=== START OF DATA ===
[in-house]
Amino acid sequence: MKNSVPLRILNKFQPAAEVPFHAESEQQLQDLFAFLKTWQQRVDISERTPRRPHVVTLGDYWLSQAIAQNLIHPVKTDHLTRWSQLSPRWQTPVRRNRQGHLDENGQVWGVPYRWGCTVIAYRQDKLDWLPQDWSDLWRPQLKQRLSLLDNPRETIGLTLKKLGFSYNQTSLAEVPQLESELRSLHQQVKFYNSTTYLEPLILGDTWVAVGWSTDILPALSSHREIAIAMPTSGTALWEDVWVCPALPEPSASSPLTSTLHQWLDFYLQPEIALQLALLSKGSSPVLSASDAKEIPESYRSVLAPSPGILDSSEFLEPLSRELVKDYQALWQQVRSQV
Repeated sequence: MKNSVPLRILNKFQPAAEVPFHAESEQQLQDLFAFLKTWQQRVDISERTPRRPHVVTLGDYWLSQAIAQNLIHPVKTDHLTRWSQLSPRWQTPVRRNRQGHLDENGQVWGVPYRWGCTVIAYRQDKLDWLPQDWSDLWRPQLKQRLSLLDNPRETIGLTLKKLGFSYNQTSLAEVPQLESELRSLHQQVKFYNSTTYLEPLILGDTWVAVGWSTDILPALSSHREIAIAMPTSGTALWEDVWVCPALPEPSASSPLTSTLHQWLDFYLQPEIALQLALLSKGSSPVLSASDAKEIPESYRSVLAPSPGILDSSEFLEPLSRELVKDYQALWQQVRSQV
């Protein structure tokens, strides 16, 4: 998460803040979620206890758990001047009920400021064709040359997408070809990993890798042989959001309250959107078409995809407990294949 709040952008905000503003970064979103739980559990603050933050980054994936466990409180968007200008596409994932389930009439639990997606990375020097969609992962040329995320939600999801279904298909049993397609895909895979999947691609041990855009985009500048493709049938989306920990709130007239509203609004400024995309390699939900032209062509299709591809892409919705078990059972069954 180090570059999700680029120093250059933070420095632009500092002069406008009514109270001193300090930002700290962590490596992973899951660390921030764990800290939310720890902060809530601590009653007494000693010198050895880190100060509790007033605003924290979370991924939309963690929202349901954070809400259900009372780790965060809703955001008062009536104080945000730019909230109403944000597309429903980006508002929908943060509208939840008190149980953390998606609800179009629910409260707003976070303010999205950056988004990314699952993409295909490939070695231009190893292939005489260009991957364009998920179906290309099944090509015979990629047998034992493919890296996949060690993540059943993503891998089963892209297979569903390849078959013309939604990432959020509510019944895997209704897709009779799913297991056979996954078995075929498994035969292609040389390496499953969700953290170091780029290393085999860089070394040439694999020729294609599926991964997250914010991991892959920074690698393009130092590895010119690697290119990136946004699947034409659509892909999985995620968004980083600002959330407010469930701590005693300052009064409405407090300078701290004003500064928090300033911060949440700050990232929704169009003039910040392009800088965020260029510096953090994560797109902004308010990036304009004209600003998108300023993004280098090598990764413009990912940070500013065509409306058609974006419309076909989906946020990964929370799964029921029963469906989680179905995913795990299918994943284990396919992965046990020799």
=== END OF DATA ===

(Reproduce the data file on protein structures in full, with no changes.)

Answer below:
[in-house]
Amino acid sequence: MKNSVPLRILNKFQPAAEVPFHAESEQQLQDLFAFLKTWQQRVDISERTPRRPHVVTLGDYWLSQAIAQNLIHPVKTDHLTRWSQLSPRWQTPVRRNRQGHLDENGQVWGVPYRWGCTVIAYRQDKLDWLPQDWSDLWRPQLKQRLSLLDNPRETIGLTLKKLGFSYNQTSLAEVPQLESELRSLHQQVKFYNSTTYLEPLILGDTWVAVGWSTDILPALSSHREIAIAMPTSGTALWEDVWVCPALPEPSASSPLTSTLHQWLDFYLQPEIALQLALLSKGSSPVLSASDAKEIPESYRSVLAPSPGILDSSEFLEPLSRELVKDYQALWQQVRSQV
Repeated sequence: MKNSVPLRILNKFQPAAEVPFHAESEQQLQDLFAFLKTWQQRVDISERTPRRPHVVTLGDYWLSQAIAQNLIHPVKTDHLTRWSQLSPRWQTPVRRNRQGHLDENGQVWGVPYRWGCTVIAYRQDKLDWLPQDWSDLWRPQLKQRLSLLDNPRETIGLTLKKLGFSYNQTSLAEVPQLESELRSLHQQVKFYNSTTYLEPLILGDTWVAVGWSTDILPALSSHREIAIAMPTSGTALWEDVWVCPALPEPSASSPLTSTLHQWLDFYLQPEIALQLALLSKGSSPVLSASDAKEIPESYRSVLAPSPGILDSSEFLEPLSRELVKDYQALWQQVRSQV
């Protein structure tokens, strides 16, 4: 998460803040979620206890758990001047009920400021064709040359997408070809990993890798042989959001309250959107078409995809407990294949 709040952008905000503003970064979103739980559990603050933050980054994936466990409180968007200008596409994932389930009439639990997606990375020097969609992962040329995320939600999801279904298909049993397609895909895979999947691609041990855009985009500048493709049938989306920990709130007239509203609004400024995309390699939900032209062509299709591809892409919705078990059972069954 180090570059999700680029120093250059933070420095632009500092002069406008009514109270001193300090930002700290962590490596992973899951660390921030764990800290939310720890902060809530601590009653007494000693010198050895880190100060509790007033605003924290979370991924939309963690929202349901954070809400259900009372780790965060809703955001008062009536104080945000730019909230109403944000597309429903980006508002929908943060509208939840008190149980953390998606609800179009629910409260707003976070303010999205950056988004990314699952993409295909490939070695231009190893292939005489260009991957364009998920179906290309099944090509015979990629047998034992493919890296996949060690993540059943993503891998089963892209297979569903390849078959013309939604990432959020509510019944895997209704897709009779799913297991056979996954078995075929498994035969292609040389390496499953969700953290170091780029290393085999860089070394040439694999020729294609599926991964997250914010991991892959920074690698393009130092590895010119690697290119990136946004699947034409659509892909999985995620968004980083600002959330407010469930701590005693300052009064409405407090300078701290004003500064928090300033911060949440700050990232929704169009003039910040392009800088965020260029510096953090994560797109902004308010990036304009004209600003998108300023993004280098090598990764413009990912940070500013065509409306058609974006419309076909989906946020990964929370799964029921029963469906989680179905995913795990299918994943284990396919992965046990020799």